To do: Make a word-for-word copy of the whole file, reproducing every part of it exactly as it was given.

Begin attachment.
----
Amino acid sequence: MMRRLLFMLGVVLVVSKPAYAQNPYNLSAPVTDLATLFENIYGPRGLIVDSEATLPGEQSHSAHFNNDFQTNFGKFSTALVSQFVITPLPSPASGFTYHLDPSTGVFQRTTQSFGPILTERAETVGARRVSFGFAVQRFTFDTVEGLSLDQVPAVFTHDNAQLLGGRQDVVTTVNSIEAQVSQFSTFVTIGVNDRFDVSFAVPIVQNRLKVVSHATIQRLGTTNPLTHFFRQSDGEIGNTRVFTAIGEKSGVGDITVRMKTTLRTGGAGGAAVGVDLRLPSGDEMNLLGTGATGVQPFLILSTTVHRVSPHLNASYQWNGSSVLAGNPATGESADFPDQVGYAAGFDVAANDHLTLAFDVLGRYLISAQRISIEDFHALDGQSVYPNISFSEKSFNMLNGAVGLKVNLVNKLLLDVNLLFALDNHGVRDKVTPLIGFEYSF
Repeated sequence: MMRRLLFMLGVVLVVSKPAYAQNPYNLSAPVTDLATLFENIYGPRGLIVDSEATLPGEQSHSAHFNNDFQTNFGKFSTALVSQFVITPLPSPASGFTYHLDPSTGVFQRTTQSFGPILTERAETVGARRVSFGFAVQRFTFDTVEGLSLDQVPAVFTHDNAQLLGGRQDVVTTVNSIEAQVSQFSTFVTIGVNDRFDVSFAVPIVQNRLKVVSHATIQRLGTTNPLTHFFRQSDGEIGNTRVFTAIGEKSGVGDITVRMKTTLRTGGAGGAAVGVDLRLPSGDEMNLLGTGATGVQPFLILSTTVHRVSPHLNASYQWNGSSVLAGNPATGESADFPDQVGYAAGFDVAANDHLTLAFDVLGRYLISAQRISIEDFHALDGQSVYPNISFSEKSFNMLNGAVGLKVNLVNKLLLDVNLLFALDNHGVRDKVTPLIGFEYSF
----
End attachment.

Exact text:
Amino acid sequence: MMRRLLFMLGVVLVVSKPAYAQNPYNLSAPVTDLATLFENIYGPRGLIVDSEATLPGEQSHSAHFNNDFQTNFGKFSTALVSQFVITPLPSPASGFTYHLDPSTGVFQRTTQSFGPILTERAETVGARRVSFGFAVQRFTFDTVEGLSLDQVPAVFTHDNAQLLGGRQDVVTTVNSIEAQVSQFSTFVTIGVNDRFDVSFAVPIVQNRLKVVSHATIQRLGTTNPLTHFFRQSDGEIGNTRVFTAIGEKSGVGDITVRMKTTLRTGGAGGAAVGVDLRLPSGDEMNLLGTGATGVQPFLILSTTVHRVSPHLNASYQWNGSSVLAGNPATGESADFPDQVGYAAGFDVAANDHLTLAFDVLGRYLISAQRISIEDFHALDGQSVYPNISFSEKSFNMLNGAVGLKVNLVNKLLLDVNLLFALDNHGVRDKVTPLIGFEYSF
Repeated sequence: MMRRLLFMLGVVLVVSKPAYAQNPYNLSAPVTDLATLFENIYGPRGLIVDSEATLPGEQSHSAHFNNDFQTNFGKFSTALVSQFVITPLPSPASGFTYHLDPSTGVFQRTTQSFGPILTERAETVGARRVSFGFAVQRFTFDTVEGLSLDQVPAVFTHDNAQLLGGRQDVVTTVNSIEAQVSQFSTFVTIGVNDRFDVSFAVPIVQNRLKVVSHATIQRLGTTNPLTHFFRQSDGEIGNTRVFTAIGEKSGVGDITVRMKTTLRTGGAGGAAVGVDLRLPSGDEMNLLGTGATGVQPFLILSTTVHRVSPHLNASYQWNGSSVLAGNPATGESADFPDQVGYAAGFDVAANDHLTLAFDVLGRYLISAQRISIEDFHALDGQSVYPNISFSEKSFNMLNGAVGLKVNLVNKLLLDVNLLFALDNHGVRDKVTPLIGFEYSF